Hotels, restaurants, cafes, shops in Lebanon will witness a \"black summer\"
Recent instability in the Lebanese cities of Tripoli, Akkar, and Aarsal on the border with Syria, along with Beirut\'s violent past has cast a shadow on the country\'s economy, particularly
trade and tourism in Beirut, and summer destinations in the mountains.The shaky security situation was topped by a warning by four Gulf states -- Qatar, the United Arab Emirates, Kuwait and Bahrain -- for their citizens not to travel to Lebanon, dealing a strong blow to the summer tourist season and leaving tourist-dependent businesses in the dust.
The now unknown fate of these businesses is left to the government and financial authorities, according to trade unions of hotel and restaurant staff.
Analysts say the national dialogue due to take place in Baabda Palace on June 11 is crucial. If a resolution that maintains stability and security in the country is reached, it will open new opportunities to enhance the economy and revive Lebanon\'s summer tourist season.
If the meeting parties come up with nothing, things will only get worse.
Perhaps hotels, restaurants, cafes, shops in Lebanon will witness a \"black summer\" as a result of most reservations being cancelled, representing a dramatic reality to the Lebanese citizen whose financial resources are already dwindling amid an unprecedented high cost of living.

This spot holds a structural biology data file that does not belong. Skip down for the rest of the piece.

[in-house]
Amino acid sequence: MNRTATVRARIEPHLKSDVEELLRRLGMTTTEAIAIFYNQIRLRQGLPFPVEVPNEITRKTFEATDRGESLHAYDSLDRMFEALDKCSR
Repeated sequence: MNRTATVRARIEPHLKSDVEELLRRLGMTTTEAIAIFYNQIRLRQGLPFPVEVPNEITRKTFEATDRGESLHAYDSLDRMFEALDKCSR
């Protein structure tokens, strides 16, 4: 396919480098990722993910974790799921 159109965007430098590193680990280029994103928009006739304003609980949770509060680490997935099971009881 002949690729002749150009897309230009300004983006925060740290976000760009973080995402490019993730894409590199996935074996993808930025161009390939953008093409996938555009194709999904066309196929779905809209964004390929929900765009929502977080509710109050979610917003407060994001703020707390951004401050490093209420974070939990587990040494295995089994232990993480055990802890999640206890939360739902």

Walk along Hamra St in Beirut and the picture is harshly clear. Shops, cafes, and restaurants are almost empty, bereft of visitors as they are.
Business owners say it is due to the security situation in the country and also due to the crisis in neighbouring Syria. Some say sales have fallen by about 75 percent compared to last year which was also below expectations but was, at the same time, better than the current year. If these conditions are allowed to persist, the econmy will collapse.
Similar scenes are seen in Al Rawsha, which used to be crowded with Gulf and foreign visitors that mingled with the people of Beirut, filling its squares, Corniche and restaurants. The Corniche this year is empty except for a few who take walks along the promenade at dawn or sunset, but soon rush home once it gets dark for fear of their safety. Their pockets are empty anyway due to high prices, unemployment, and political speeches that warn of the worsening situation.
This is the case now in Beirut. The government and politicians have to rectify the matter before it’s too late.